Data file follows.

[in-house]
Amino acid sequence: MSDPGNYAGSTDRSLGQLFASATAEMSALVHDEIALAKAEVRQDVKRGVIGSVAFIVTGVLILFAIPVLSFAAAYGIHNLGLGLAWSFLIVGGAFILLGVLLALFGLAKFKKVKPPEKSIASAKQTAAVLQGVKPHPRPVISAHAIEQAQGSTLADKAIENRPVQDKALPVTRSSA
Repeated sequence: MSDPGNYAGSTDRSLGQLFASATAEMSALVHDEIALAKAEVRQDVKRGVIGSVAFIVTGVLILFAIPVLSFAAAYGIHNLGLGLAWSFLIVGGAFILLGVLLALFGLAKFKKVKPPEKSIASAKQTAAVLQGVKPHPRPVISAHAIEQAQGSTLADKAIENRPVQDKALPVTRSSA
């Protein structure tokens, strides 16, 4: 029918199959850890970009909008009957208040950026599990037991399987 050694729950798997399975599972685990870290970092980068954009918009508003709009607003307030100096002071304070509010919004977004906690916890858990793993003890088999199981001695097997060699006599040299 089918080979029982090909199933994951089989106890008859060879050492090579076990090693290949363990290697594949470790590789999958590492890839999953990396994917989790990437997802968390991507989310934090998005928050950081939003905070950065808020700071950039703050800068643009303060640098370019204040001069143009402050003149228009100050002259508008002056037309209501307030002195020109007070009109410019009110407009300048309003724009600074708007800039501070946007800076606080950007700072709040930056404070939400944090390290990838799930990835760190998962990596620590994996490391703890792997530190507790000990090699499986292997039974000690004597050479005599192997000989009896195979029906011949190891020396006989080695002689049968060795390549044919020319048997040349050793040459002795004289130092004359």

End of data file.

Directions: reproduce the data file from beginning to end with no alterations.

[in-house]
Amino acid sequence: MSDPGNYAGSTDRSLGQLFASATAEMSALVHDEIALAKAEVRQDVKRGVIGSVAFIVTGVLILFAIPVLSFAAAYGIHNLGLGLAWSFLIVGGAFILLGVLLALFGLAKFKKVKPPEKSIASAKQTAAVLQGVKPHPRPVISAHAIEQAQGSTLADKAIENRPVQDKALPVTRSSA
Repeated sequence: MSDPGNYAGSTDRSLGQLFASATAEMSALVHDEIALAKAEVRQDVKRGVIGSVAFIVTGVLILFAIPVLSFAAAYGIHNLGLGLAWSFLIVGGAFILLGVLLALFGLAKFKKVKPPEKSIASAKQTAAVLQGVKPHPRPVISAHAIEQAQGSTLADKAIENRPVQDKALPVTRSSA
């Protein structure tokens, strides 16, 4: 029918199959850890970009909008009957208040950026599990037991399987 050694729950798997399975599972685990870290970092980068954009918009508003709009607003307030100096002071304070509010919004977004906690916890858990793993003890088999199981001695097997060699006599040299 089918080979029982090909199933994951089989106890008859060879050492090579076990090693290949363990290697594949470790590789999958590492890839999953990396994917989790990437997802968390991507989310934090998005928050950081939003905070950065808020700071950039703050800068643009303060640098370019204040001069143009402050003149228009100050002259508008002056037309209501307030002195020109007070009109410019009110407009300048309003724009600074708007800039501070946007800076606080950007700072709040930056404070939400944090390290990838799930990835760190998962990596620590994996490391703890792997530190507790000990090699499986292997039974000690004597050479005599192997000989009896195979029906011949190891020396006989080695002689049968060795390549044919020319048997040349050793040459002795004289130092004359």